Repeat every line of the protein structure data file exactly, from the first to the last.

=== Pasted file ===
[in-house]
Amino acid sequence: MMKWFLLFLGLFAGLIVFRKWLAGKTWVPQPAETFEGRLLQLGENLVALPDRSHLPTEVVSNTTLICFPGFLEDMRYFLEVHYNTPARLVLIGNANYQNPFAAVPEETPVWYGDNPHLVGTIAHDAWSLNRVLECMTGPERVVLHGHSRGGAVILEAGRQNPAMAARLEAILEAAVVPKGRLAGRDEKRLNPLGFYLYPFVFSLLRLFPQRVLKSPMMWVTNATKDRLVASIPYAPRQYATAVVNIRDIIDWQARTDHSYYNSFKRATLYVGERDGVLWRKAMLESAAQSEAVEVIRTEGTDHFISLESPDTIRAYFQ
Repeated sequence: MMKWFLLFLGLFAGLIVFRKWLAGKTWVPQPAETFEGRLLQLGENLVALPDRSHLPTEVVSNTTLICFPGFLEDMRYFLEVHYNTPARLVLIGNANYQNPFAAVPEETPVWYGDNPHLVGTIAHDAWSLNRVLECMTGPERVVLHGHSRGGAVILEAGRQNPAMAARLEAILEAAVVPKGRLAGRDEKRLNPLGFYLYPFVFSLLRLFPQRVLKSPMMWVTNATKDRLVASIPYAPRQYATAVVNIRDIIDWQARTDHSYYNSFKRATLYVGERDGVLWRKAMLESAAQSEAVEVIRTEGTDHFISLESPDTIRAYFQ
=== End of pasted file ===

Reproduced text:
[in-house]
Amino acid sequence: MMKWFLLFLGLFAGLIVFRKWLAGKTWVPQPAETFEGRLLQLGENLVALPDRSHLPTEVVSNTTLICFPGFLEDMRYFLEVHYNTPARLVLIGNANYQNPFAAVPEETPVWYGDNPHLVGTIAHDAWSLNRVLECMTGPERVVLHGHSRGGAVILEAGRQNPAMAARLEAILEAAVVPKGRLAGRDEKRLNPLGFYLYPFVFSLLRLFPQRVLKSPMMWVTNATKDRLVASIPYAPRQYATAVVNIRDIIDWQARTDHSYYNSFKRATLYVGERDGVLWRKAMLESAAQSEAVEVIRTEGTDHFISLESPDTIRAYFQ
Repeated sequence: MMKWFLLFLGLFAGLIVFRKWLAGKTWVPQPAETFEGRLLQLGENLVALPDRSHLPTEVVSNTTLICFPGFLEDMRYFLEVHYNTPARLVLIGNANYQNPFAAVPEETPVWYGDNPHLVGTIAHDAWSLNRVLECMTGPERVVLHGHSRGGAVILEAGRQNPAMAARLEAILEAAVVPKGRLAGRDEKRLNPLGFYLYPFVFSLLRLFPQRVLKSPMMWVTNATKDRLVASIPYAPRQYATAVVNIRDIIDWQARTDHSYYNSFKRATLYVGERDGVLWRKAMLESAAQSEAVEVIRTEGTDHFISLESPDTIRAYFQ